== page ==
Published on 09 May 2023

Mayoral Media Release



“State Emergency Services including the Rural Fire Service provide essential volunteer services that our lives depend on. The recent decision by the new NSW Government on the Emergency Services Levy will make it much harder, and in some Regional, Rural and Remote local government areas impossible for Councils to provide essential services in the communities these volunteers call home,” said Mayor Bembrick.

“We work beside volunteers through natural disaster after natural disaster and we volunteer ourselves. Our highly respected volunteers and the critical services provided from the NSW Fire and Rescue, Rural Fire Services and State Emergency Services will be affected across our communities under the recent decision by the new NSW Government, it will make it challenging for Councils to provide the same level of standard for essential services in the communities these wonderful volunteers reside,” said Mayor Bembrick.

“Frankly, the Emergency Services Levy is a disaster following on the heels of COVID and so many natural disasters in this region,” said Mayor Bembrick.

“Council has no control over the sky rocketing increases in the Emergency Services Levy, the State does. At the same time it is not incentivised to manage its costs. This State imposed Levy will mean an additional $95,000 with no subsidy received. The last financial year saw Council’s current ESL payment sit at $292,660.28. To put this into context, Council’s expected increase in rate income for 2023/2024 will be $109,597 meaning that 87% of the increase in rate income will be absorbed by the Emergency Services Levy,” said Mayor Bembrick.

“And it's not just the levy, assets like our Red Fleet of local Rural Fire Services go on Councils books, although they are technically owned by the State Government,” said Mayor Bembrick.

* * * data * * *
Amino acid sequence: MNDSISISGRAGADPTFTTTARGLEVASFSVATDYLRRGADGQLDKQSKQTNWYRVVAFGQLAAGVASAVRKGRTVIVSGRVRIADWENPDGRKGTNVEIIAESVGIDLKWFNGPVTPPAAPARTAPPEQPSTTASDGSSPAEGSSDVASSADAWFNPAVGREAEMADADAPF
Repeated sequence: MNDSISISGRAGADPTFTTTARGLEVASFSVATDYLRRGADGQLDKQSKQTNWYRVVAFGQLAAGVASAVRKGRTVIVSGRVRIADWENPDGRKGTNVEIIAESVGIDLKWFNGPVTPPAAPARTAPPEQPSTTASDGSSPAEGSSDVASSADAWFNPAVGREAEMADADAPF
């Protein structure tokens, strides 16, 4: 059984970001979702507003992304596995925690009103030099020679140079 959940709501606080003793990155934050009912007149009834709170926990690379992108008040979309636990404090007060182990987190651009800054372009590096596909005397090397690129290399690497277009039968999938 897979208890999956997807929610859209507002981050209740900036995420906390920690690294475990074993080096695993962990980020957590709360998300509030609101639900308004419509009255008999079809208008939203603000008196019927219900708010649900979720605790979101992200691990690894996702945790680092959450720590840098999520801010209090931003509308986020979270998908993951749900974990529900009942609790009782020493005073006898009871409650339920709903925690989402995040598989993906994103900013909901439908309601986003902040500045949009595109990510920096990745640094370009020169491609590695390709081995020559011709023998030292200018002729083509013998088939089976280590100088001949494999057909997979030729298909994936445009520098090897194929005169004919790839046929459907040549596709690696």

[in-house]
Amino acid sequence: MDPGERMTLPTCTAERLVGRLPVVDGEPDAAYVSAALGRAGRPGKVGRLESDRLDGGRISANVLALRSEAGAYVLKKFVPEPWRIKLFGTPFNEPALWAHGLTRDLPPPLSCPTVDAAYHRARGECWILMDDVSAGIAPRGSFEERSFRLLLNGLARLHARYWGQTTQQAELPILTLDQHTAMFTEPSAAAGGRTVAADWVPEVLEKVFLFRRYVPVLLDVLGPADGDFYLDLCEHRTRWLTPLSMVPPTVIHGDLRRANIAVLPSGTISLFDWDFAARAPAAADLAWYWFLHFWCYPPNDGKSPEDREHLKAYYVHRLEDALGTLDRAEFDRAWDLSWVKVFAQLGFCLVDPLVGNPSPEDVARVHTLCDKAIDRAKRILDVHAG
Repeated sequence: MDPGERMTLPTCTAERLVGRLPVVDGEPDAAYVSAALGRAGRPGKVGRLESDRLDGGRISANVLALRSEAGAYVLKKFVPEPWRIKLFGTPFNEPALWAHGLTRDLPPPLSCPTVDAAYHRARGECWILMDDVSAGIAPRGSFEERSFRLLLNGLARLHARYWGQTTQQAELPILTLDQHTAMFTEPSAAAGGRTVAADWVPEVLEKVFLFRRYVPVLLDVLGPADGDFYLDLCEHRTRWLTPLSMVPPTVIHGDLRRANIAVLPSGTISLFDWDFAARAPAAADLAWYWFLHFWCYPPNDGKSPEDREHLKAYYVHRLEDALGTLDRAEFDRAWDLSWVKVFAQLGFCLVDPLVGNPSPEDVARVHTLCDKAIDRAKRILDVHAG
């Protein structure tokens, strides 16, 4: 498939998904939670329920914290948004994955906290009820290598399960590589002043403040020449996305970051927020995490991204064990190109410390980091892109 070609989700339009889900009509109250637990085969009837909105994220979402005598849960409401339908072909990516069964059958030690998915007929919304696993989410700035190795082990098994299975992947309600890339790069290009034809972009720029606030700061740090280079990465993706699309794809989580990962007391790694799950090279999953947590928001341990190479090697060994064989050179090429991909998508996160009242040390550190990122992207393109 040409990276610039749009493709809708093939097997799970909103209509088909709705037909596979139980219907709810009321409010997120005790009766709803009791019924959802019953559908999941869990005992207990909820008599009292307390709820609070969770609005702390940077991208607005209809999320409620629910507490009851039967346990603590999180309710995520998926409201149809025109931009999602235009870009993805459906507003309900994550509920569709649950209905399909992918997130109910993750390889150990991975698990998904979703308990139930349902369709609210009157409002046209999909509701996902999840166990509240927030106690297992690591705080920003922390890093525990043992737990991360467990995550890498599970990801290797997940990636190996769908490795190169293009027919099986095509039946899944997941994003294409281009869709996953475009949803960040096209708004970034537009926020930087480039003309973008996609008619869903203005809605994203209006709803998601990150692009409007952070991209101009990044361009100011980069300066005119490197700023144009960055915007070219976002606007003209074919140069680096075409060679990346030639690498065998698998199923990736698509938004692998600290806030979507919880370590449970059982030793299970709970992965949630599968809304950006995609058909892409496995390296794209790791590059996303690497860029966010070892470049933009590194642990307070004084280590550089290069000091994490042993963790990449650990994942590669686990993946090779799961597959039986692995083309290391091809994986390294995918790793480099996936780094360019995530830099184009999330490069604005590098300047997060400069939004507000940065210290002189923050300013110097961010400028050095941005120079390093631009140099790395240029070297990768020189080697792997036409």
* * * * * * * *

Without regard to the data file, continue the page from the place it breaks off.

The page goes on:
“Councils do not control these services and cannot make operational decisions regarding the management of these assets. Requiring that local government recover the costs of state government activities is the most transparent example of cost shifting we have recently experienced” said Mayor Bembrick.

$77 million dollars is believed to be the increase to the State emergency services levy across NSW. This increase comes as Councils across the State are locking in their financial budgets for the coming year and forecasting the next ten years financial position.

Ultimately, with limited capacity to increase revenue, this means that Councils must reduce services to account for these costs. This is simply unpalatable.

This region made representation to the previous Government to bring back to the table the broad based property tax that was put on hold in 2017. This region also supported the Country Mayors Association and Local Government NSW push before the Election calling for all political parties to commit to policy reform that will see the ESL being removed from local government and funded by other means, like a property tax. 

“We will be discussing this at our next Central NSW Board meeting. It might be time for every Council in the region to ask for a Special Rate Variation to pay the increasing costs of the State Government,” said Mayor Bembrick.


9 MAY 2023




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